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The Nature of Workplace Rights

15526Katherine Turk, author of Equality on Trial: Gender and Rights in the Modern American Workplace, joins us for a guest post today. The first history to foreground Title VII's sex provision, Equality on Trial examines how the law's ambiguity fostered competing notions of sex equality. Title VII's initial promise inspired a generation of workers and activists to dispatch expansive definitions of sex-based rights, engaging the law to generate a pivotal battle over the terms of democracy and the role of the state in all labor relationships. But conservatives found ways to bend Title VII's possible meanings to their benefit, laying the legal and cultural foundation for the neoliberal work regimes that helped some women to break the glass ceiling as employers lowered the floor for everyone else. Synthesizing the histories of work, social movements, and civil rights in the postwar United States, Equality on Trial recovers the range of protagonists whose struggles forged the contemporary meanings of feminism, fairness, and labor rights.

Workers’ rights got a big boost late last month when the Seventh Circuit Court of Appeals ruled that companies cannot prevent employees from banding together in legal disputes.  Jacob Lewis had accused Epic Systems, a healthcare software firm, of misclassifying him and other technical writers to deny them overtime pay.  Epic Systems rebuffed Lewis’ collective claim, pointing to a new company policy that required him and his fellow writers to pursue their grievances as individuals.  The Court determined that this policy violated the 1935 National Labor Relations Act (NLRA), a law designed to enable workers to identify common interests and act together.  The right to challenge an employer before the law, the Court ruled, is in part a collective right.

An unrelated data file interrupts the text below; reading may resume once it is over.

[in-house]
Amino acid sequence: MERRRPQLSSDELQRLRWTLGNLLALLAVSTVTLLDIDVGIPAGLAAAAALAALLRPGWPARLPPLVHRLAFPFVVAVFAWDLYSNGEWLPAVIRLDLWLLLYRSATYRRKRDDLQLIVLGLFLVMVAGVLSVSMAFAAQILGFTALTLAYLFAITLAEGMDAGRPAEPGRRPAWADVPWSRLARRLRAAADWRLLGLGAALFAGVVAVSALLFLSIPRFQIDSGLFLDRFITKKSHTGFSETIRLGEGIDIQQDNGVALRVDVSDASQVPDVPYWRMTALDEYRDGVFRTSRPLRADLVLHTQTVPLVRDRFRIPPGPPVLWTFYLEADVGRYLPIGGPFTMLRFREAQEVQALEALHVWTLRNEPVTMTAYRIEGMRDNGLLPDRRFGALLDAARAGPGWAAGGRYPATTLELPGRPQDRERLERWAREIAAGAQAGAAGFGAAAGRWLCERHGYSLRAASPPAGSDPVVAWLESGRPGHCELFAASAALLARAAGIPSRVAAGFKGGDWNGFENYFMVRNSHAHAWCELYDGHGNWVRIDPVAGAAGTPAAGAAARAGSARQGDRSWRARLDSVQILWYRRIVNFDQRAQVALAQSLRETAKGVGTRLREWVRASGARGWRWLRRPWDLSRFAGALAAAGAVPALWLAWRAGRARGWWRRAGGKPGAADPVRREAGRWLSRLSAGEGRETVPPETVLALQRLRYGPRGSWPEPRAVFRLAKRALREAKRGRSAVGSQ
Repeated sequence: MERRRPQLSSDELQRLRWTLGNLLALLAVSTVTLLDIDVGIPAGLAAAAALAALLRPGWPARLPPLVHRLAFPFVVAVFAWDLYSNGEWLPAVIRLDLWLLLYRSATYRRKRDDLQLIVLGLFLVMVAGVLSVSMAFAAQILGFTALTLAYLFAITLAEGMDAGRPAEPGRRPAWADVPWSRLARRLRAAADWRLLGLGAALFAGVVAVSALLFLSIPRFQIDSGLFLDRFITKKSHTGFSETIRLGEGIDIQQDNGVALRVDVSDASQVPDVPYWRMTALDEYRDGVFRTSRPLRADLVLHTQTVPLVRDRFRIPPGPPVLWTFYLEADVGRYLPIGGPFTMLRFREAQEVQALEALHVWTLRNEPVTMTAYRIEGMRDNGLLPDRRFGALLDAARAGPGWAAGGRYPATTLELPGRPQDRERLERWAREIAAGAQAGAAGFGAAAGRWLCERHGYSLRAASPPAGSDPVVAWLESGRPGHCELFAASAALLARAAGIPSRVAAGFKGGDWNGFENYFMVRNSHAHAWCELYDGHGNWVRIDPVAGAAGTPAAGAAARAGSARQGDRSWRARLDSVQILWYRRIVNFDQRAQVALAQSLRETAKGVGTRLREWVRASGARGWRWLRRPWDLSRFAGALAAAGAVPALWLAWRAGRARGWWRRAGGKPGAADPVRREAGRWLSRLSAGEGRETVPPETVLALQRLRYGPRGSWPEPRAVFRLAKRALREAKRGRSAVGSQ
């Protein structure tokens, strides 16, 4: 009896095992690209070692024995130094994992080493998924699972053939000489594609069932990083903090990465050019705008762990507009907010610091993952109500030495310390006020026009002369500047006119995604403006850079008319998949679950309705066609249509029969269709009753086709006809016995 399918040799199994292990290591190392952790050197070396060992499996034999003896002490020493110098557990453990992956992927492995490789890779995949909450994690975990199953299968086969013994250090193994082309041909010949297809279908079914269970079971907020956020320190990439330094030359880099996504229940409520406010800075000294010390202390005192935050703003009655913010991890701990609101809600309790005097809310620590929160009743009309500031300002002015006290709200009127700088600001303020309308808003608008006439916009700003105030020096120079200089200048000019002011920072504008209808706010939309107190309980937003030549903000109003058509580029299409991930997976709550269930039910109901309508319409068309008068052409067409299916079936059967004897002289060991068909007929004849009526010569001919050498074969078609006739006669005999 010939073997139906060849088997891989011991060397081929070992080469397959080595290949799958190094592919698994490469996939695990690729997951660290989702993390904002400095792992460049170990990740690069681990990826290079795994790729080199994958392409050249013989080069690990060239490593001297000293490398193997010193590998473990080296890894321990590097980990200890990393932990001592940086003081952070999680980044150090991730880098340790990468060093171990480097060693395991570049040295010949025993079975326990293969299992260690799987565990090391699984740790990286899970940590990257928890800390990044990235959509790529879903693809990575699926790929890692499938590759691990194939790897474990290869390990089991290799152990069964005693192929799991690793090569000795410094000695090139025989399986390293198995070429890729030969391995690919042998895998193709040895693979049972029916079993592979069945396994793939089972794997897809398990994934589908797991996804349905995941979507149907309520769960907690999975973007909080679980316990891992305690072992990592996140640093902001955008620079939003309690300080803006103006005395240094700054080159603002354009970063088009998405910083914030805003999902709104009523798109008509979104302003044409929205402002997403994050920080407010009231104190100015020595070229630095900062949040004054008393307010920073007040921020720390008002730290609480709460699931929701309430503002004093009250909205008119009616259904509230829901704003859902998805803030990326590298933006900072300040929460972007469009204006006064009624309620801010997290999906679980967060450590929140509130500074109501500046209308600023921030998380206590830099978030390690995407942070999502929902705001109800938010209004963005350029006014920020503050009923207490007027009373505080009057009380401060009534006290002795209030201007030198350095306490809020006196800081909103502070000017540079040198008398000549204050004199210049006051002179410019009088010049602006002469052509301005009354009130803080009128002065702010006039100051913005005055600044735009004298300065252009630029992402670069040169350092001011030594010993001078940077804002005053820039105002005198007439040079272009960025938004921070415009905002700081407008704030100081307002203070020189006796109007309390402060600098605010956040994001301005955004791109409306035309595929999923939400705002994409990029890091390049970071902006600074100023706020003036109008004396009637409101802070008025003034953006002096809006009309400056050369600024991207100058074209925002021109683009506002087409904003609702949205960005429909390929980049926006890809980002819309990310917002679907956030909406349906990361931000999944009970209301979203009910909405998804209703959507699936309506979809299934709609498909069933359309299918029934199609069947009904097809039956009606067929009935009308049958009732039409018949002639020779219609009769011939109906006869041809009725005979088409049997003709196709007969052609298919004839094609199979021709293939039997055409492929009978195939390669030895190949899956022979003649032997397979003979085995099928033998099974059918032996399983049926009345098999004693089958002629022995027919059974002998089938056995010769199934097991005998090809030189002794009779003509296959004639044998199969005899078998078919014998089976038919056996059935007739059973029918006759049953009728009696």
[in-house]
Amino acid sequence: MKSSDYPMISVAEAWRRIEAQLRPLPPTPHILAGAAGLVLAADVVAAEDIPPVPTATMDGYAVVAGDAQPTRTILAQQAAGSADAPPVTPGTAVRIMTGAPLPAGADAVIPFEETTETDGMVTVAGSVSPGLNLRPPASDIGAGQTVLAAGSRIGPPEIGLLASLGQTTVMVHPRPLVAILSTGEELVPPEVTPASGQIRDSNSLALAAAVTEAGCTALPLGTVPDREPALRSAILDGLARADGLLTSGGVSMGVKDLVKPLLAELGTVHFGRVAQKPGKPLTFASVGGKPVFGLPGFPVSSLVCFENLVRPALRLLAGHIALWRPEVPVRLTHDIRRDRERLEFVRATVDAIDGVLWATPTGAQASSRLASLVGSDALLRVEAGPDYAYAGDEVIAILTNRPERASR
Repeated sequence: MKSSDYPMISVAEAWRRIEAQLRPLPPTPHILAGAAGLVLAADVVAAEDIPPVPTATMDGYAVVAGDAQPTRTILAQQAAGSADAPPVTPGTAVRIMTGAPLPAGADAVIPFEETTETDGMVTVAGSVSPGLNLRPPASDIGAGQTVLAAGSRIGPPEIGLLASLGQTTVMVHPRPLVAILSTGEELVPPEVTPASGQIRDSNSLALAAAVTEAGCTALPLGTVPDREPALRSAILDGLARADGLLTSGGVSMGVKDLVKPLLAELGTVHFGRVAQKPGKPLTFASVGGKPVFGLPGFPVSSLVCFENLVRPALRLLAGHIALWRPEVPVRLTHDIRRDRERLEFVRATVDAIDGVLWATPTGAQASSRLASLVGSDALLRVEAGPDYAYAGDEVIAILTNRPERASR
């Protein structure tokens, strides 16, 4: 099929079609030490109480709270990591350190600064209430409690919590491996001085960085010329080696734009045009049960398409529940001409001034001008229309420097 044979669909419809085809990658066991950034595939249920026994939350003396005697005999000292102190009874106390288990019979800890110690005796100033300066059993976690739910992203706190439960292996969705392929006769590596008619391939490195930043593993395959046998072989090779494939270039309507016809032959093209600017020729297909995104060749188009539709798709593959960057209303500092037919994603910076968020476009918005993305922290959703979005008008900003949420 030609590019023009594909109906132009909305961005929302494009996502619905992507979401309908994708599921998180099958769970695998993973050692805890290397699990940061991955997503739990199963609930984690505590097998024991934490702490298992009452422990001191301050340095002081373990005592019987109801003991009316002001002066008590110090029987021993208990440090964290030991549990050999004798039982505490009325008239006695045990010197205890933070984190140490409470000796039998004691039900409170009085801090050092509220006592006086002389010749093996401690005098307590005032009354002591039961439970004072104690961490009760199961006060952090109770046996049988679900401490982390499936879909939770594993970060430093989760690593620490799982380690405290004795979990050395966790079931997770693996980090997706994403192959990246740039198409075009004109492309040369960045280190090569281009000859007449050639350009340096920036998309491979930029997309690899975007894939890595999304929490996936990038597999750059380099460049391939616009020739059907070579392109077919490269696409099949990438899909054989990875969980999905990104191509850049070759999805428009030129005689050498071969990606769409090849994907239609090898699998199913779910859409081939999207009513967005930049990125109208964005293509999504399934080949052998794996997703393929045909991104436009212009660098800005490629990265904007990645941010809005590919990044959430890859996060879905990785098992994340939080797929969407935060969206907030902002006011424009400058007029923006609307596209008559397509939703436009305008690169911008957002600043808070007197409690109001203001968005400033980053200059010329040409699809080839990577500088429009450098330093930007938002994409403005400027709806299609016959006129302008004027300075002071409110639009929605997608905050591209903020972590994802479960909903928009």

Lewis v. Epic Systems Corporation involved a uniquely twenty-first century group of workers.  But fifty years ago, Title VII of the Civil Rights Act of 1964 stirred up a related debate about whether workplace rights belong to groups as well as individuals.  One of the most important labor laws of the past century, Title VII outlaws discrimination on the basis of personal characteristics such as race, religion, and sex. 

Some scholars have framed Title VII as a conservative measure that encouraged workers to replace collective labor rights claims inspired by New Deal-era laws like the NLRA with more individualistic demands.  My book, Equality on Trial: Gender and Rights in the Modern American Workplace, departs from these accounts by examining how Title VII inspired workers to claim expansive sex-based rights.  Bridging race and class divisions, these employees identified common concerns and joined together to confront some of America’s largest corporations. 

Women waged one such battle at the New York Times in the 1970s.  Through a campaign designed to draw strength from its numbers, white-, pink-, and blue-collar workers accused the paper of a range of violations: blocking routes to upward mobility for reporters and editors, forcing classified advertisement saleswomen to endure long and inflexible shifts, and subjecting janitors to harsh working conditions.  In a 1972 presentation to her female coworkers, the New York Times Book Review picture editor Grace Glueck emphasized gender solidarity, “from copy girls and stenographers to those who hold managerial jobs. Because, make no mistake about it, we’re all discriminated against.”